as eliminated the process whereby coconut shells and anything that
might catch water were being turned over and disturbed so that malaria
carrying mosquitoes had fewer breeding opportunities near the settlements.
Impaired self-esteem has been associated with increased ill health.
Consequently, as the peripheral population is subjected to dehumanization
and attacks on its self-esteem, not only is its ability to cope
eroded but also its health status as well. Associated with these
threats to self-esteem, acts of dehumanization, and loss of a functioning
cultural system, as the population is being integrated into the
core, are disturbances of social identity, which again are found
associated with health impairments.
Social stress depresses the response of the immune system. Consequently,
the social stress that arises as a result of dehumanization and
the demands for socioeconomic change lowers the ability of the physiological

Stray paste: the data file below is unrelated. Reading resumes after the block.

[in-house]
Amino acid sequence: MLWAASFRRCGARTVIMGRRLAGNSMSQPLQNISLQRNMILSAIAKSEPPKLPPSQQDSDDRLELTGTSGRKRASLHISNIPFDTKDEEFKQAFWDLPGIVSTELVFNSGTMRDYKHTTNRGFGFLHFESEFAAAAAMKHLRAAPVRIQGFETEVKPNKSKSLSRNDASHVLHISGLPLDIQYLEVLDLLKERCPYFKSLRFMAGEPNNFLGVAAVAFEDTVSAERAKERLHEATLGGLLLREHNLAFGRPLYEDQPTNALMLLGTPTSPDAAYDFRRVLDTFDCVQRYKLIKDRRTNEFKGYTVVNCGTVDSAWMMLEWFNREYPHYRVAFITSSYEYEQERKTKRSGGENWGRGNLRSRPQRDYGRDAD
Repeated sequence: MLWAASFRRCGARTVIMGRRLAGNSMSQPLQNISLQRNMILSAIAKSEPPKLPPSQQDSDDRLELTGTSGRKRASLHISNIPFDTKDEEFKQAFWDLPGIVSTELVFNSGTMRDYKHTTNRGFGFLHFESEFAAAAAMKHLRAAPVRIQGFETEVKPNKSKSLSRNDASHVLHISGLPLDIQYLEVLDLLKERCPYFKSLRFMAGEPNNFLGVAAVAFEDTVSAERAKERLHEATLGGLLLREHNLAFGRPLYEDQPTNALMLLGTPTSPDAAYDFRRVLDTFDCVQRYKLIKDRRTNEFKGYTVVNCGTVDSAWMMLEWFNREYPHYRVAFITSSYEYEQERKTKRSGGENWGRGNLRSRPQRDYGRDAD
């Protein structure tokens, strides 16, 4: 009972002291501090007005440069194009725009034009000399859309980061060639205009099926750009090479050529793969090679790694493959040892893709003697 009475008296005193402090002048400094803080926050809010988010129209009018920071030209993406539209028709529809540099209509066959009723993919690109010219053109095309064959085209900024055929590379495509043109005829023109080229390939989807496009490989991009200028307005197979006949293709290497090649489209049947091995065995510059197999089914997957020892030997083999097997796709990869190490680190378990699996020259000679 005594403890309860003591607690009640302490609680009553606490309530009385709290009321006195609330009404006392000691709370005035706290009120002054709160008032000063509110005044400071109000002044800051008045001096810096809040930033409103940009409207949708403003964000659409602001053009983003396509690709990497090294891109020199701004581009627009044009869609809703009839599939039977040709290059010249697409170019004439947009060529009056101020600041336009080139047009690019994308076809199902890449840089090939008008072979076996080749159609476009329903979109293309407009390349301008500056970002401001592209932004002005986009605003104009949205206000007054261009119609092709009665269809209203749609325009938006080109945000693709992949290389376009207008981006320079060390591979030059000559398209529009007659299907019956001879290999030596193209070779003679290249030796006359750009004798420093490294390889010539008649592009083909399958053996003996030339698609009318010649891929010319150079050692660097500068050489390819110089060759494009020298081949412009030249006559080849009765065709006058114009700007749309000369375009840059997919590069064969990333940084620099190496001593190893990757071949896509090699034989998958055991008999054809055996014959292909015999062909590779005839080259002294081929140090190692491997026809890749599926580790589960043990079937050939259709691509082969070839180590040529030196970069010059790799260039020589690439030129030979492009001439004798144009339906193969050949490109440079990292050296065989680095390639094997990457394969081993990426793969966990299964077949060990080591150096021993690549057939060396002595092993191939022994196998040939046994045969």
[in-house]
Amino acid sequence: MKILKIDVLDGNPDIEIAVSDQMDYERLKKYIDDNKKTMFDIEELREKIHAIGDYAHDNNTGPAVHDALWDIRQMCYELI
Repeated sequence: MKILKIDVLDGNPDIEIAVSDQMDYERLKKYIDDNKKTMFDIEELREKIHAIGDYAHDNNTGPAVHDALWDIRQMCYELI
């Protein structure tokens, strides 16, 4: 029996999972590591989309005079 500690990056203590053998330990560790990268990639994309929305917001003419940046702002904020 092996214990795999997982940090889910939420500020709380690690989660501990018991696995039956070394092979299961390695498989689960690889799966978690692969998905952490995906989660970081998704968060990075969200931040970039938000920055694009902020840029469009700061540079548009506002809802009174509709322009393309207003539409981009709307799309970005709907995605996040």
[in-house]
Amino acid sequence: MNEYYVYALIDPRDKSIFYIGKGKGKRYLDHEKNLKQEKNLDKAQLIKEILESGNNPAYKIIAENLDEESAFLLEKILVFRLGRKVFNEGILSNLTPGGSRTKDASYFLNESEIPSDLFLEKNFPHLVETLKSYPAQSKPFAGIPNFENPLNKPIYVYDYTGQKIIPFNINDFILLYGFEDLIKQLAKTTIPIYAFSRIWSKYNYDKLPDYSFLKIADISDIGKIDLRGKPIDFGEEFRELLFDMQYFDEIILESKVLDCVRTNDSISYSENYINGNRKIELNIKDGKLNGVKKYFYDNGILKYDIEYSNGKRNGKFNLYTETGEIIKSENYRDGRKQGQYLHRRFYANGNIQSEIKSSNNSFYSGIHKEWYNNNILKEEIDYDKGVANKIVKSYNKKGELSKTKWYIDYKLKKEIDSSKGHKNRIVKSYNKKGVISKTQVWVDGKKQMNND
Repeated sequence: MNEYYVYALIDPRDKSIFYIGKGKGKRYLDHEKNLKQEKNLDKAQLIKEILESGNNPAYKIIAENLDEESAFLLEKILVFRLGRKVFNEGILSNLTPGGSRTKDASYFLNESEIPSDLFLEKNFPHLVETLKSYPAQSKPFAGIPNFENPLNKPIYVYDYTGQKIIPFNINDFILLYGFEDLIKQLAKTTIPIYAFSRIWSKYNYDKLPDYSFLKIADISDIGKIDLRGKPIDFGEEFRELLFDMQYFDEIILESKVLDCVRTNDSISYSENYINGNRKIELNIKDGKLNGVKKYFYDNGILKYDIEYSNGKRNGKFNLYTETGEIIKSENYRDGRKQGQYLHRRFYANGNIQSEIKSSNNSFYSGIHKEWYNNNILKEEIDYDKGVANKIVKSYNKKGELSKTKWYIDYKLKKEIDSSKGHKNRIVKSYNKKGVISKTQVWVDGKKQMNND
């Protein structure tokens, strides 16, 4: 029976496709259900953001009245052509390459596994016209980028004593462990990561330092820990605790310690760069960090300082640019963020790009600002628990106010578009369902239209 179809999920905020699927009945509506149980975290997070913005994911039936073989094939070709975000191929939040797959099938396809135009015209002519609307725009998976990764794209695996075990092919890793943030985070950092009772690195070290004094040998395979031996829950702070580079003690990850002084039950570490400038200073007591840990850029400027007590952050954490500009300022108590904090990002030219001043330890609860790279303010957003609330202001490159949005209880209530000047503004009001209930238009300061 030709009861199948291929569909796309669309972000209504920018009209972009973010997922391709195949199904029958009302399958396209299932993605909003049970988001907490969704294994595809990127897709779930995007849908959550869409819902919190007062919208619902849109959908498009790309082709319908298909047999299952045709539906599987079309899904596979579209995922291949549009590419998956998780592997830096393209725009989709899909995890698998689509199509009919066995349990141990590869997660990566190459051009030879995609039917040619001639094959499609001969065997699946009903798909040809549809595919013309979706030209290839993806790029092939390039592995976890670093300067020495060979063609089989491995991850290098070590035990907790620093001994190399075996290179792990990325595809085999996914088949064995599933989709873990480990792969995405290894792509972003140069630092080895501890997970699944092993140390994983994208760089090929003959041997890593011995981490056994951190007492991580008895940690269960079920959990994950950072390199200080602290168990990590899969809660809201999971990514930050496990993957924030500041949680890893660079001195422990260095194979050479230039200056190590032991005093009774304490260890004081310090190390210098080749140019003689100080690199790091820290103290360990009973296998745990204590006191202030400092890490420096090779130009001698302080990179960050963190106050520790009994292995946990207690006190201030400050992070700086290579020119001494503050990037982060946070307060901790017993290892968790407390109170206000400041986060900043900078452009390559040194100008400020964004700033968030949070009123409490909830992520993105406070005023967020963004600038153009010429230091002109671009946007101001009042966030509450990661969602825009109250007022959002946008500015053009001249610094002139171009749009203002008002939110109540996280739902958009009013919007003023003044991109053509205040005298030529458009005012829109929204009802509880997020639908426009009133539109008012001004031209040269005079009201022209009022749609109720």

system to respond to disease, and we can expect the incidence of
disease among the peripheral population to rise on this account
alone during periods of rapid social change.
The capacity to manage social stress, to respond to demands for
adaptation, and to resist disease is related not only to a population’s
level of self-esteem but also to the vitality of its support systems.
These support systems are found in the various symbolic activities,
in the network of kin, in the structure of friendship, in the willingness
of neighbors to help. Yet integration to the center uniformly results
in the destruction of settlement patterns, the narrowing of kin
obligations, the breakup of neighbor and friend relations. As a
result, the community support mechanisms are eroded at a time when
they are most needed and before other support mechanisms always
found in the center are made available.
The integration of the periphery to the core also creates role
conflict and ambiguity as new roles are learned and old roles changed